Todd: Hello welcome to Todd Miller TV. I’m joined here today with Oana, Thank you for being here.
Oana: You’re welcome.
Todd: So we’ve got this new law that came in to effect that said: starting October 1st, that sellers had to fill out a Seller’s Real Property Disclosure form. And what had we’ve seen in the market place here in Las Vegas is that, Bank weren’t/Institutional Investors weren’t filling these out. What they would do is, we had a waiver that they were telling the buyer “you have to waive the SRPD or we won’t give you the house” the state legislator like that so they got rid of the rule. So, what I have Oana here is, she sell’s about 3 to 4 hundred Listings a year. So she sees these forms filled out by her sellers. And I just ,Oana wanted you to sort of tell the people like, what everything on here was, and what this means, an what it doesn’t mean to the buyers.
Oana: Okay, this form is really interesting because when this form is correctly filled out, it actually provides a lot of information to the buyer. The issue is, that institutional sellers meaning banks and asset management companies and those sorts of sellers, downly, I hate to day this but they don’t fill them up correctly. And they don’t fill them up for a couple of reasons. One, they’re working several hundred properties and they simply don’t have the time to fill them out correctly. Another reason they don’t do it is because they’re simply afraid. They’re afraid to say anything on here. So you’ll see a lot of times they will mark “Not Applicable (N/A)” on everything, So it’s always funny when they say “Electrical System-N/A” Clearly the house has and electrical system, right?
Todd: Yeah! So what would be/give me something what would not be applicable, like on an average house that’s on there.
Oana: Okay, on an average house, something that would not be applicable would be something like a wood burning system. In Las Vegas very few homes have a wood burning system. Or a septic tank. Again in Las Vegas very few homes have a septic tank. So those would be N/A.
Todd: Central Vacuum.
Oana: Central Vacuum?
Todd: Some houses have ’em, most houses don’t.
Oana: Right. So those will be things that’ll be N/A.
Oana: A lot of times you’ll see a lot of Institutional Sellers say “No” on everything. Which/that’s fine. That there’s no problem with anything. I don’t have any disagreement with that, but then when you go to the page 2 of the Seller’s Real Property Disclosure, there are couple of items that they should never mark, almost never mark “No” on. For example Number 8, it says: Any feature of the property shared in common with a joining land owners. So don’t/if you live in the city and you have a fence, you’re (denly) sharing that fence right? With your neighbor.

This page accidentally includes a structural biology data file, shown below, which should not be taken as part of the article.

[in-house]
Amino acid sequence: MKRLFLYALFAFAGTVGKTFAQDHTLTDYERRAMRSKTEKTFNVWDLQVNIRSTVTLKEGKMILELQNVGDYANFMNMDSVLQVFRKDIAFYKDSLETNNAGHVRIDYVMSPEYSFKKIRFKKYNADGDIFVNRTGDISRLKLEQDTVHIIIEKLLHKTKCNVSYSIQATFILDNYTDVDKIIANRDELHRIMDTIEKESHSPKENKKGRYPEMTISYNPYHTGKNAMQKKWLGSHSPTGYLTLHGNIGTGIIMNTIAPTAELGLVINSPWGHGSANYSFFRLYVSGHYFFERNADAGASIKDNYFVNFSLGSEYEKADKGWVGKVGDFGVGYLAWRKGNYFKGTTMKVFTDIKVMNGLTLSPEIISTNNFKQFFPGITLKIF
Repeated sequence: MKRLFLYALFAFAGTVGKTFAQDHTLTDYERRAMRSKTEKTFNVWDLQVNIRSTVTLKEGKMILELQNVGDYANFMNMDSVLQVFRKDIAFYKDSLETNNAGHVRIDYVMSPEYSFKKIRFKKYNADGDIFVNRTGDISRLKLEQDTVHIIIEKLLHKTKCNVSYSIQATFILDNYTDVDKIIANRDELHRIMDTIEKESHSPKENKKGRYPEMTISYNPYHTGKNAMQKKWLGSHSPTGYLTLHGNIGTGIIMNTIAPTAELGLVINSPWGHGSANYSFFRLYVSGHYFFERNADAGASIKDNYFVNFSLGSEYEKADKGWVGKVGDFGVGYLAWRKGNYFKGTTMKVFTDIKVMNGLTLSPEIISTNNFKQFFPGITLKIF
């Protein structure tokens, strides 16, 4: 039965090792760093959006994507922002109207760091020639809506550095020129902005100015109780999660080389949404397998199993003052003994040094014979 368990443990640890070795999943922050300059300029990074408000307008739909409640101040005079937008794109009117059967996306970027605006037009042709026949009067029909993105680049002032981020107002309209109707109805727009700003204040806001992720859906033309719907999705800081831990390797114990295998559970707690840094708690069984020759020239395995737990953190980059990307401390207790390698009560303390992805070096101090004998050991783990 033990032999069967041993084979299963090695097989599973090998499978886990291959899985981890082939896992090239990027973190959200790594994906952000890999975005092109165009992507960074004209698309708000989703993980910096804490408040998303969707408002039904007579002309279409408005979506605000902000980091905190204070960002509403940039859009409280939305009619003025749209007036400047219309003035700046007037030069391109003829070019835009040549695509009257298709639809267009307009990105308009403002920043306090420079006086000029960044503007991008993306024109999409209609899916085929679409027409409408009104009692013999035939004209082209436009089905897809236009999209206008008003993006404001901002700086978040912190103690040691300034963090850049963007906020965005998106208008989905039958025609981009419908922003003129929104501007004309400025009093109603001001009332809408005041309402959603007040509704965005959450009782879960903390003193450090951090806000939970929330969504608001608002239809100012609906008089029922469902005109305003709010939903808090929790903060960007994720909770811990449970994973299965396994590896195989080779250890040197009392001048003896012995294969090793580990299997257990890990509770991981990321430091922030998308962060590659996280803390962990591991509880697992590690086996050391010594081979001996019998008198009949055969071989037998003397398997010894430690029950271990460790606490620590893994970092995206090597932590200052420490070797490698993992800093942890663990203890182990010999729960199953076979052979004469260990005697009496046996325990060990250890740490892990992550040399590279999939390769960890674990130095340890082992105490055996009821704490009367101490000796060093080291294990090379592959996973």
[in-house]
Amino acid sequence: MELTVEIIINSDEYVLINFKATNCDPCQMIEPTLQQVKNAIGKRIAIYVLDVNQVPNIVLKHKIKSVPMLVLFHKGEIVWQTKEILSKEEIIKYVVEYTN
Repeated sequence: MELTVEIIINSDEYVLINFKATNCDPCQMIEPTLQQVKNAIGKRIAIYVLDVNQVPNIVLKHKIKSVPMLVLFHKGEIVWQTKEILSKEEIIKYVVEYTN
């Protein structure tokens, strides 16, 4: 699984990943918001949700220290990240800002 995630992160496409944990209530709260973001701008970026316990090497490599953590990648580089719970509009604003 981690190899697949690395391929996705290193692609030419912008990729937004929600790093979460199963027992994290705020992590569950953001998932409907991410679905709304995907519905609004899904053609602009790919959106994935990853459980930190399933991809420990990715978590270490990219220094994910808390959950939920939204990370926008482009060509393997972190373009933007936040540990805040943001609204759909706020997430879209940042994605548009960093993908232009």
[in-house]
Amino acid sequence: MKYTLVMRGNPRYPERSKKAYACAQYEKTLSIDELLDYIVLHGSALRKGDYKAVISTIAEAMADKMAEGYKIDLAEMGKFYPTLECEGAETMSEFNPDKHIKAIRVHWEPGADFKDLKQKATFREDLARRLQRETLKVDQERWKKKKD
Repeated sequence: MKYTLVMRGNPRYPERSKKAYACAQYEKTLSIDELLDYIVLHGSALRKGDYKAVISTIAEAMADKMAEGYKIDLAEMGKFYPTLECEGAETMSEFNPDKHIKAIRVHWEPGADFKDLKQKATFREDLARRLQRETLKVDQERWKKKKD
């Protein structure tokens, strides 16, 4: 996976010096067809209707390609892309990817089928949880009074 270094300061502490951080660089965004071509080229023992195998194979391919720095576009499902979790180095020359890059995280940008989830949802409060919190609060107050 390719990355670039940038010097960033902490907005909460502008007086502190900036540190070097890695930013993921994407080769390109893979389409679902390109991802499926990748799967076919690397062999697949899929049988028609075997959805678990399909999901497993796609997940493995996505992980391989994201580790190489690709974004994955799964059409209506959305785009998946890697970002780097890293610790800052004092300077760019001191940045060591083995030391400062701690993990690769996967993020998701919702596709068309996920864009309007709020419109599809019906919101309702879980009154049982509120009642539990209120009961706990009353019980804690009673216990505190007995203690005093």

Todd: Yeah! It even says that on there.
Todd: Such as walls, fences, road, driveways or other features.
Oana: Right. So that should generally be marked “Yes”. However when you’re dealing with and Institutional Seller, they would generally mark “No” on everything. So that’s really my issue with the SRPD, is that the intention is good, the practical application, not so much. So you’ll see a lot of “NO’s” a lot of “N/A” So you’re not getting the information you’re really looking for.
Todd: What if there was a problem, but it was fixed? How do they/How does that/How should that be filled out?
Oana: Okay. There is a box at the bottom that’s open for explanations. Or you can attach a separate sheet that you can go ahead and explain what has happened to the property. And there’s a lot of debate about how to deal with that. So for example, If I had an airconditioning system that we had repaired, technically we’re supposed to disclose that. But if I’ve had an airconditioning system that has been replaced, am I supposed to disclose that? That’s open to interpretation.
Todd: So someone steals your AC unit. And then you have a new AC unit put in, and then when they come to buy the house, they say/you say “Oh yeah, it’s a brand new Aiconditioning system” and they look at the SRPD and say “It says here there were no problems with it. Why was it replaced?” So maybe if it broke, you can disclose that. But if someone stole it would you maybe disclose that? is that a real…
Oana: You know, that a good point. An airconditioning system is actually a veryu unique system. Because the airconditioner, for example the compressor has gone out and there are no parts, it’s an old unit so we have to replace it. Then do we really disclose if there’s anything wrong with the airconditioner? Well, No! Because that is a brand new unit. So it’s really very debatable on how that should really be filled out. Some of you people have to understand is that agents cannot/are forbidden by Law from filling these out.